• Support and training should be provided for carers.


  • Access to competent, comprehensive, multi-disciplinary health and mental health services is a priority for children in OOHC.
  • Increased recognition of and response to the high and complex needs of many children in OOHC within mainstream health and mental health services is necessary to enable timely access to effective health and mental health care for this vulnerable population
  • There needs to be support for the development of targeted interventions for infants, young children and their carers. There is clear evidence for both the high exposure of infants and young children to violence and adversity; as well as the benefits of early intervention and prevention in this age group.
  • The influence of culture on the aetiology and manifestation of mental health problems in Aboriginal and Torres Strait Islander and culturally and linguistically diverse (CALD) children in OOHC needs to be well understood and translated into the policies and practices associated with assessing and caring for these populations.
  • There should be timely decision making in relation to the best interests of children in OOHC and their need for stability and security in their environment. The needs of children in OOHC should be advocated for within the legal and child protection system.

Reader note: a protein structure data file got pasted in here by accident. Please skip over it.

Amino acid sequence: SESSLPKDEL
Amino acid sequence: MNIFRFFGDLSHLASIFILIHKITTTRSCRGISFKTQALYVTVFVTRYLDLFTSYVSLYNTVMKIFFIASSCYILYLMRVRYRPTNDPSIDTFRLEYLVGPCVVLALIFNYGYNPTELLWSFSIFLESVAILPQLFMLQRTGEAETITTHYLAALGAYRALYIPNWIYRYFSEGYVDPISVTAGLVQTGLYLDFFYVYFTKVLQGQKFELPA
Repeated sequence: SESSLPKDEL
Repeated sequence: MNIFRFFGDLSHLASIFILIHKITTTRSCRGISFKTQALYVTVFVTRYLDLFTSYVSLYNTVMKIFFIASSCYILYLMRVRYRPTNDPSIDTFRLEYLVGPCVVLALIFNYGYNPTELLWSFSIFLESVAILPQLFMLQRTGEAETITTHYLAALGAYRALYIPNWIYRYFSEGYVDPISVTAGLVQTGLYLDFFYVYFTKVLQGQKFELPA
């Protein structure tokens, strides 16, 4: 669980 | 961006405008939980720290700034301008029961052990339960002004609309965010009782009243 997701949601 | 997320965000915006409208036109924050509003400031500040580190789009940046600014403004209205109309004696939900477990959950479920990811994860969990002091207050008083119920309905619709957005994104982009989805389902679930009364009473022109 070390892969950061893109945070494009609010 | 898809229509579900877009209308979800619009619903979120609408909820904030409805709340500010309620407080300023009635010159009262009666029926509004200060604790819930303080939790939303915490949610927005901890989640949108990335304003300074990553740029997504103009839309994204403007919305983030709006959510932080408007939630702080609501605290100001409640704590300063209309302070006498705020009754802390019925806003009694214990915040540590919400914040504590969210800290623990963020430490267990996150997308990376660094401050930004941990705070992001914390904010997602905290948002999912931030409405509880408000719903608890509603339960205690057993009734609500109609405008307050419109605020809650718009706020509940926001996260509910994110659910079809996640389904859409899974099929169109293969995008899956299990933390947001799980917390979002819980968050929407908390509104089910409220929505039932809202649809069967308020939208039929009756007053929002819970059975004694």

• There needs to be increased awareness of the vulnerability of young people in OOHC aged 16 years and over who face having services cut back as they move into young adulthood. This cohort are often emotionally disadvantaged and ill-prepared for adult life. The New Zealand Ministry of Health’s Transition Planning Guidelines for Infant, Child and Adolescent Mental Health/Alcohol and Other Drug Services provides a good framework for planning this transition (2014).
  • There needs to be support for research into the health and mental health needs of children in OOHC in order to:
    • inform policies and practices; and
    • provide evidence for psychological and pharmacological treatments of their complex psychopathology.

The RANZCP’s commitment

To assist in achieving progress in relation to these principles, the RANZCP will, through its national and regional structures:
  • Include the mental health needs of children in OOHC in Australia and New Zealand as part of the core curriculum for specialist training of child and adolescent psychiatrists.
  • Initiate and support research opportunities in collaboration with other disciplines and agencies which expand current knowledge about and skills in intervention with this high risk population.
  • Engage collaboratively with state, territory and regional health departments and child welfare agencies in their efforts to establish or enhance systems to ensure all children in OOHC are assessed for mental health problems and receive effective mental health treatment if problems are identified (RANZCP 2008).

Responsible committee: Practice and Partnerships Committee

For a full list of references please refer to:

  • Australian Government: 2011a. National Clinical Assessment Framework for Children and Young People in Out-of-Home Care, Department of Health, Canberra, Australia.